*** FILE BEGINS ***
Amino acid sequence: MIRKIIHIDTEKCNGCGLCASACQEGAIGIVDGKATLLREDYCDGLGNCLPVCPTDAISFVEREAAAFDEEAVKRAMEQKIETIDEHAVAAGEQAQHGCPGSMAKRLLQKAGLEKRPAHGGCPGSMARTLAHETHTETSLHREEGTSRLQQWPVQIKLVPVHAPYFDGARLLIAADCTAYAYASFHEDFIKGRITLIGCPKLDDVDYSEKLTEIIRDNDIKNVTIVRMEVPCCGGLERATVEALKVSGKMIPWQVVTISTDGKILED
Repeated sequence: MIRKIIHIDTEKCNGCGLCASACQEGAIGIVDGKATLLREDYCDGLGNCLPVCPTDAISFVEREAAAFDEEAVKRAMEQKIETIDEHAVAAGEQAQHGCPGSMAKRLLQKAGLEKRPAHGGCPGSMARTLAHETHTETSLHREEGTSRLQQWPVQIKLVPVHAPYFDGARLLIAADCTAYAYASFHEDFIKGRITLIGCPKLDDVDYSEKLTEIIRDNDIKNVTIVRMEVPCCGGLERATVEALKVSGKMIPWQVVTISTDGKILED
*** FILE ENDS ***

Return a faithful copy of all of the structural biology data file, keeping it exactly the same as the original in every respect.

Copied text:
Amino acid sequence: MIRKIIHIDTEKCNGCGLCASACQEGAIGIVDGKATLLREDYCDGLGNCLPVCPTDAISFVEREAAAFDEEAVKRAMEQKIETIDEHAVAAGEQAQHGCPGSMAKRLLQKAGLEKRPAHGGCPGSMARTLAHETHTETSLHREEGTSRLQQWPVQIKLVPVHAPYFDGARLLIAADCTAYAYASFHEDFIKGRITLIGCPKLDDVDYSEKLTEIIRDNDIKNVTIVRMEVPCCGGLERATVEALKVSGKMIPWQVVTISTDGKILED
Repeated sequence: MIRKIIHIDTEKCNGCGLCASACQEGAIGIVDGKATLLREDYCDGLGNCLPVCPTDAISFVEREAAAFDEEAVKRAMEQKIETIDEHAVAAGEQAQHGCPGSMAKRLLQKAGLEKRPAHGGCPGSMARTLAHETHTETSLHREEGTSRLQQWPVQIKLVPVHAPYFDGARLLIAADCTAYAYASFHEDFIKGRITLIGCPKLDDVDYSEKLTEIIRDNDIKNVTIVRMEVPCCGGLERATVEALKVSGKMIPWQVVTISTDGKILED